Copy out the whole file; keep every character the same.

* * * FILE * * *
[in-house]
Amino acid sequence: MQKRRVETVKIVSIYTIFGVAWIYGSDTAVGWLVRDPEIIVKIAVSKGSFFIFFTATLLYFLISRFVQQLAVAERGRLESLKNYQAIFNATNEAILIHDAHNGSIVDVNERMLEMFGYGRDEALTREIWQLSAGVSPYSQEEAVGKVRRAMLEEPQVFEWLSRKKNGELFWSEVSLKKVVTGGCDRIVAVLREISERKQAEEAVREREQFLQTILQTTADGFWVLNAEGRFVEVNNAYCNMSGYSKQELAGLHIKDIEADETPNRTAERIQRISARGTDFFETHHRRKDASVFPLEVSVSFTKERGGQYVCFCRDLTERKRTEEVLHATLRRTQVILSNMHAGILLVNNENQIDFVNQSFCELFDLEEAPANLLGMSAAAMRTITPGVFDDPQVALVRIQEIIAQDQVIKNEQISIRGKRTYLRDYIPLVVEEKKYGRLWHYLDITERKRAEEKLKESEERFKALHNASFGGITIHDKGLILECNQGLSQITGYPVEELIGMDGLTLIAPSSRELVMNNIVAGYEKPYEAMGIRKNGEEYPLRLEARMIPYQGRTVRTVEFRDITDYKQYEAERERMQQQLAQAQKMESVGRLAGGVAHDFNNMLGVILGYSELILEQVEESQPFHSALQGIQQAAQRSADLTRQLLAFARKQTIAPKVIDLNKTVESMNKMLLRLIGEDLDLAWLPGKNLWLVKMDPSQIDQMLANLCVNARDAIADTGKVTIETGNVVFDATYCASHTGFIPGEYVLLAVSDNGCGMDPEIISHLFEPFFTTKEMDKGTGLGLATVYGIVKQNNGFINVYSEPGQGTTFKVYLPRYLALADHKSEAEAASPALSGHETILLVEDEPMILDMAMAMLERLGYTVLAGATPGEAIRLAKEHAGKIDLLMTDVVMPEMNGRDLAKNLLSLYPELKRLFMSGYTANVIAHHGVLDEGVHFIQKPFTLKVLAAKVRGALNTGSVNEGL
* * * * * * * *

[in-house]
Amino acid sequence: MQKRRVETVKIVSIYTIFGVAWIYGSDTAVGWLVRDPEIIVKIAVSKGSFFIFFTATLLYFLISRFVQQLAVAERGRLESLKNYQAIFNATNEAILIHDAHNGSIVDVNERMLEMFGYGRDEALTREIWQLSAGVSPYSQEEAVGKVRRAMLEEPQVFEWLSRKKNGELFWSEVSLKKVVTGGCDRIVAVLREISERKQAEEAVREREQFLQTILQTTADGFWVLNAEGRFVEVNNAYCNMSGYSKQELAGLHIKDIEADETPNRTAERIQRISARGTDFFETHHRRKDASVFPLEVSVSFTKERGGQYVCFCRDLTERKRTEEVLHATLRRTQVILSNMHAGILLVNNENQIDFVNQSFCELFDLEEAPANLLGMSAAAMRTITPGVFDDPQVALVRIQEIIAQDQVIKNEQISIRGKRTYLRDYIPLVVEEKKYGRLWHYLDITERKRAEEKLKESEERFKALHNASFGGITIHDKGLILECNQGLSQITGYPVEELIGMDGLTLIAPSSRELVMNNIVAGYEKPYEAMGIRKNGEEYPLRLEARMIPYQGRTVRTVEFRDITDYKQYEAERERMQQQLAQAQKMESVGRLAGGVAHDFNNMLGVILGYSELILEQVEESQPFHSALQGIQQAAQRSADLTRQLLAFARKQTIAPKVIDLNKTVESMNKMLLRLIGEDLDLAWLPGKNLWLVKMDPSQIDQMLANLCVNARDAIADTGKVTIETGNVVFDATYCASHTGFIPGEYVLLAVSDNGCGMDPEIISHLFEPFFTTKEMDKGTGLGLATVYGIVKQNNGFINVYSEPGQGTTFKVYLPRYLALADHKSEAEAASPALSGHETILLVEDEPMILDMAMAMLERLGYTVLAGATPGEAIRLAKEHAGKIDLLMTDVVMPEMNGRDLAKNLLSLYPELKRLFMSGYTANVIAHHGVLDEGVHFIQKPFTLKVLAAKVRGALNTGSVNEGL